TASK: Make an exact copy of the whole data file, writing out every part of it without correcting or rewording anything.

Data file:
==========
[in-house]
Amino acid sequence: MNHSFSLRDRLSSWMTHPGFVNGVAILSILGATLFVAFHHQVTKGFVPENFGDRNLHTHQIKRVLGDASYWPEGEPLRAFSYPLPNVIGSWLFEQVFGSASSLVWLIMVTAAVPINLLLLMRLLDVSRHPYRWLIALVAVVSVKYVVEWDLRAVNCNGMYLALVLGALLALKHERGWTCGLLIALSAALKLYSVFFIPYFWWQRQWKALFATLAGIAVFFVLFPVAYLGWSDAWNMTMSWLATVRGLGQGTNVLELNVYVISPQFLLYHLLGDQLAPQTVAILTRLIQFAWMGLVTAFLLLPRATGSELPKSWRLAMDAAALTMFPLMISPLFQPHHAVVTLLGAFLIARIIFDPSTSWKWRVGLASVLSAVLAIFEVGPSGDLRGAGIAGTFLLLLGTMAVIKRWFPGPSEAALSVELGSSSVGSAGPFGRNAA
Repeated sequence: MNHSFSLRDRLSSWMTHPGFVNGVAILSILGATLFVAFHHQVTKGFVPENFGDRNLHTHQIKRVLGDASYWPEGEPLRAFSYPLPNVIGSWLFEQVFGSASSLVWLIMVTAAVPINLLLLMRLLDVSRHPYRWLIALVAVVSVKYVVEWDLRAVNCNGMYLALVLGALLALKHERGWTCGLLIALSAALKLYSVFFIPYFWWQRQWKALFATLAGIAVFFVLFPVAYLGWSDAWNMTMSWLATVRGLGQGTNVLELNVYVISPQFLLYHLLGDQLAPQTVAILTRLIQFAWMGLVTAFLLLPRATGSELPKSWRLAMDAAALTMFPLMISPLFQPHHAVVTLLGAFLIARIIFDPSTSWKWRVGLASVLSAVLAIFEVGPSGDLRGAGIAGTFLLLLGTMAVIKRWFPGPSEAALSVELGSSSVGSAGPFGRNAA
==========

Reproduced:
[in-house]
Amino acid sequence: MNHSFSLRDRLSSWMTHPGFVNGVAILSILGATLFVAFHHQVTKGFVPENFGDRNLHTHQIKRVLGDASYWPEGEPLRAFSYPLPNVIGSWLFEQVFGSASSLVWLIMVTAAVPINLLLLMRLLDVSRHPYRWLIALVAVVSVKYVVEWDLRAVNCNGMYLALVLGALLALKHERGWTCGLLIALSAALKLYSVFFIPYFWWQRQWKALFATLAGIAVFFVLFPVAYLGWSDAWNMTMSWLATVRGLGQGTNVLELNVYVISPQFLLYHLLGDQLAPQTVAILTRLIQFAWMGLVTAFLLLPRATGSELPKSWRLAMDAAALTMFPLMISPLFQPHHAVVTLLGAFLIARIIFDPSTSWKWRVGLASVLSAVLAIFEVGPSGDLRGAGIAGTFLLLLGTMAVIKRWFPGPSEAALSVELGSSSVGSAGPFGRNAA
Repeated sequence: MNHSFSLRDRLSSWMTHPGFVNGVAILSILGATLFVAFHHQVTKGFVPENFGDRNLHTHQIKRVLGDASYWPEGEPLRAFSYPLPNVIGSWLFEQVFGSASSLVWLIMVTAAVPINLLLLMRLLDVSRHPYRWLIALVAVVSVKYVVEWDLRAVNCNGMYLALVLGALLALKHERGWTCGLLIALSAALKLYSVFFIPYFWWQRQWKALFATLAGIAVFFVLFPVAYLGWSDAWNMTMSWLATVRGLGQGTNVLELNVYVISPQFLLYHLLGDQLAPQTVAILTRLIQFAWMGLVTAFLLLPRATGSELPKSWRLAMDAAALTMFPLMISPLFQPHHAVVTLLGAFLIARIIFDPSTSWKWRVGLASVLSAVLAIFEVGPSGDLRGAGIAGTFLLLLGTMAVIKRWFPGPSEAALSVELGSSSVGSAGPFGRNAA